This chapter explores the performative potential of snow in tourism, by drawing attention to its material and non-representational significance. Instead of focusing on the cultural significance and symbolism of snow in tourism experiences, it studies tourists’ mundane practices and engagement with this elusive substance. The chapter demonstrates embodied and sensuous features of a radical ‘element shift’ taking place in snowclad landscapes, by capturing non-snowborne visitors’ tumbling, playful explorations and feeling for the snow in high Alpine destinations. It argues that clumsy and remarkable mobility practices and new appropriations with/in snow may not only improve novices’ motricity and balance, but also accentuate new design potentials that are not well acknowledged by planners and product developers. Drawing on discussions on the politics of snow, the chapter concludes with a discussion on micro-design issues emerging from the analysis and offers future perspectives for snow destinations.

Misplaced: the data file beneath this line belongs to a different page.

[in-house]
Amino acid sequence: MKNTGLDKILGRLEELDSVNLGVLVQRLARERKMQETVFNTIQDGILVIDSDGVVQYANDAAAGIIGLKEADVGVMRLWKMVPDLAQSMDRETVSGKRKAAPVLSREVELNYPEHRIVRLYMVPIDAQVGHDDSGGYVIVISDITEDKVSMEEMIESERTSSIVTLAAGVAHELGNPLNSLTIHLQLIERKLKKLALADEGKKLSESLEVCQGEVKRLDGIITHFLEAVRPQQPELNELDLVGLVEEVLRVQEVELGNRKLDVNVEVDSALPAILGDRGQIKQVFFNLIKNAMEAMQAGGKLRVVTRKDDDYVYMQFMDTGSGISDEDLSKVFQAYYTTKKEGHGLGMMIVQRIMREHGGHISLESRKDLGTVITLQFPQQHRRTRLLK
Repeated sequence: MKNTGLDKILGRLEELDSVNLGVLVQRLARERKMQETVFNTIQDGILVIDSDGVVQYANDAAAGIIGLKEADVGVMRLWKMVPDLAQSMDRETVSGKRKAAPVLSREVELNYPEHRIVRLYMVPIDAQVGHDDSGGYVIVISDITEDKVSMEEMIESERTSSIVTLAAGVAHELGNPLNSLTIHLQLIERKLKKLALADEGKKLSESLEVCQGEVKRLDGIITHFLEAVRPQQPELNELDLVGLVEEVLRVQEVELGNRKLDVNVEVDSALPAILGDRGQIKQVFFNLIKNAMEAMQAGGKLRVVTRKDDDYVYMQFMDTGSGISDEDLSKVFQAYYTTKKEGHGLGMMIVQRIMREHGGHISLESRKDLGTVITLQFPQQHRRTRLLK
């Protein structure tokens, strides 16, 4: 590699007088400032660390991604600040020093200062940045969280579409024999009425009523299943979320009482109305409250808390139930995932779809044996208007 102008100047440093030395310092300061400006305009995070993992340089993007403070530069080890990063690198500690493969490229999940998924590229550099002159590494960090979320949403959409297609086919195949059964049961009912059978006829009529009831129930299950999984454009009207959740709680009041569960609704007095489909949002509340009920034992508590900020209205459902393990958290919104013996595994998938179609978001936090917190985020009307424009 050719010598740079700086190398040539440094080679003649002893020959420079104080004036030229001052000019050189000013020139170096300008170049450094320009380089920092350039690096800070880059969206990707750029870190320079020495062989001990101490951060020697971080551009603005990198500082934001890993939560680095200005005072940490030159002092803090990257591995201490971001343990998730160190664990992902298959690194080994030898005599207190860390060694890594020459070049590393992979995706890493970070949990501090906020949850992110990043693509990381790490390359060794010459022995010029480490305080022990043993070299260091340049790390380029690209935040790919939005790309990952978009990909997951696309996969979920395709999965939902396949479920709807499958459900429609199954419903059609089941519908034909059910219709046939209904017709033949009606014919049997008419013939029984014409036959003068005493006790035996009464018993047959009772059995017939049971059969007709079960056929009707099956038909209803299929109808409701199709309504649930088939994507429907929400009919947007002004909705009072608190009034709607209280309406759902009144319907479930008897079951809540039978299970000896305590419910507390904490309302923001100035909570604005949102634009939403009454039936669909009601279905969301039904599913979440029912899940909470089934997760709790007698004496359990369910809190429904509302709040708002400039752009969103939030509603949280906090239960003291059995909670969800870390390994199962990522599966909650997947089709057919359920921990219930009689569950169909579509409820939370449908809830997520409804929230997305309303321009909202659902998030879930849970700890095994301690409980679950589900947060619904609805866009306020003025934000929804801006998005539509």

|Title of host publication||Weather : Spaces, Mobilities and Affects|
|Editors||Kaya Barry, Maria Borovnik, Tim Edensor|
|Number of pages||19|
|Publication date||5 Jun 2020|
|Publication status||Published - 5 Jun 2020|